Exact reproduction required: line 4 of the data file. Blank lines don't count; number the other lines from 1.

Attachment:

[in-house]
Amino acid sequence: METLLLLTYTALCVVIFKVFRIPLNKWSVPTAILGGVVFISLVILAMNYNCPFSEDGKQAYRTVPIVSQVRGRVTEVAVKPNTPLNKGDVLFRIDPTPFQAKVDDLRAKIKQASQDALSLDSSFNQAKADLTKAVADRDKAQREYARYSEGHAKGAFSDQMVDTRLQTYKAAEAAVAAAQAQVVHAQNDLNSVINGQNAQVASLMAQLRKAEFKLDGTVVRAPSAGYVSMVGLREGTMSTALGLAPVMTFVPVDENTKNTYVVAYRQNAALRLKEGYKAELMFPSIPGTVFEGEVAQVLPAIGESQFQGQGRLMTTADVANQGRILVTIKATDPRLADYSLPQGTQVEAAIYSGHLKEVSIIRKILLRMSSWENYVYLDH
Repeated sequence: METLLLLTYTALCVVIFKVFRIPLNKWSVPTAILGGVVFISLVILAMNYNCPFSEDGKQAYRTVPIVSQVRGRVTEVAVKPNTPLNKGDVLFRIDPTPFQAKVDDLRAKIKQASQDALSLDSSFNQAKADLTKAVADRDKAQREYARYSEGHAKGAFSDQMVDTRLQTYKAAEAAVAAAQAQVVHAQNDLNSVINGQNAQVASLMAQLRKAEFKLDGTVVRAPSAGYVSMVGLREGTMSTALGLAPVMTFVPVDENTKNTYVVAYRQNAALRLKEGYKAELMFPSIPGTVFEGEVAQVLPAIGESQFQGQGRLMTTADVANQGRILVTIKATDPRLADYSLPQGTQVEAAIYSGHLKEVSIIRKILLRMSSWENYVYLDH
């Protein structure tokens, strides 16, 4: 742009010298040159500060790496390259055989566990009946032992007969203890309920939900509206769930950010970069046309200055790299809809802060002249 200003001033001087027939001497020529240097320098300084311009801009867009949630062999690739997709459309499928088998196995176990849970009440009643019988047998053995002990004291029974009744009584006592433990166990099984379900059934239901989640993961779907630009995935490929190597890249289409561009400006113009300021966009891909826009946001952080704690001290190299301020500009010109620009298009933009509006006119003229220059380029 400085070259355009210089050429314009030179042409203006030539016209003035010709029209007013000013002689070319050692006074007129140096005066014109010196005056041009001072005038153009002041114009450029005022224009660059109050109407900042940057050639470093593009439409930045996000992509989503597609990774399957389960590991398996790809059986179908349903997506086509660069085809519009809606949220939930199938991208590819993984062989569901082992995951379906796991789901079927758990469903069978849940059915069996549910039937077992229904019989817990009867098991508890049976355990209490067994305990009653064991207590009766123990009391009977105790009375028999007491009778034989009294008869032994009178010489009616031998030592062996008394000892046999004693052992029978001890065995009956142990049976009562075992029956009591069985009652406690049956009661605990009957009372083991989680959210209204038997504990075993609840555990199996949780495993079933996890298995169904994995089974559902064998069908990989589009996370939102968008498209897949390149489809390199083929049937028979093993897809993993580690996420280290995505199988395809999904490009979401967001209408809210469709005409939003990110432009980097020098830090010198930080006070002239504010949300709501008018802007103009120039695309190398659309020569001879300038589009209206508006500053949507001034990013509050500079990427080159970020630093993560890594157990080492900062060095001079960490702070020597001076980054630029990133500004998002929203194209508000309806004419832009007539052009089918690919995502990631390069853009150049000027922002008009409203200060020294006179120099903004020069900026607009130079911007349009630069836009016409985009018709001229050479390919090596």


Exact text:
């Protein structure tokens, strides 16, 4: 742009010298040159500060790496390259055989566990009946032992007969203890309920939900509206769930950010970069046309200055790299809809802060002249 200003001033001087027939001497020529240097320098300084311009801009867009949630062999690739997709459309499928088998196995176990849970009440009643019988047998053995002990004291029974009744009584006592433990166990099984379900059934239901989640993961779907630009995935490929190597890249289409561009400006113009300021966009891909826009946001952080704690001290190299301020500009010109620009298009933009509006006119003229220059380029 400085070259355009210089050429314009030179042409203006030539016209003035010709029209007013000013002689070319050692006074007129140096005066014109010196005056041009001072005038153009002041114009450029005022224009660059109050109407900042940057050639470093593009439409930045996000992509989503597609990774399957389960590991398996790809059986179908349903997506086509660069085809519009809606949220939930199938991208590819993984062989569901082992995951379906796991789901079927758990469903069978849940059915069996549910039937077992229904019989817990009867098991508890049976355990209490067994305990009653064991207590009766123990009391009977105790009375028999007491009778034989009294008869032994009178010489009616031998030592062996008394000892046999004693052992029978001890065995009956142990049976009562075992029956009591069985009652406690049956009661605990009957009372083991989680959210209204038997504990075993609840555990199996949780495993079933996890298995169904994995089974559902064998069908990989589009996370939102968008498209897949390149489809390199083929049937028979093993897809993993580690996420280290995505199988395809999904490009979401967001209408809210469709005409939003990110432009980097020098830090010198930080006070002239504010949300709501008018802007103009120039695309190398659309020569001879300038589009209206508006500053949507001034990013509050500079990427080159970020630093993560890594157990080492900062060095001079960490702070020597001076980054630029990133500004998002929203194209508000309806004419832009007539052009089918690919995502990631390069853009150049000027922002008009409203200060020294006179120099903004020069900026607009130079911007349009630069836009016409985009018709001229050479390919090596």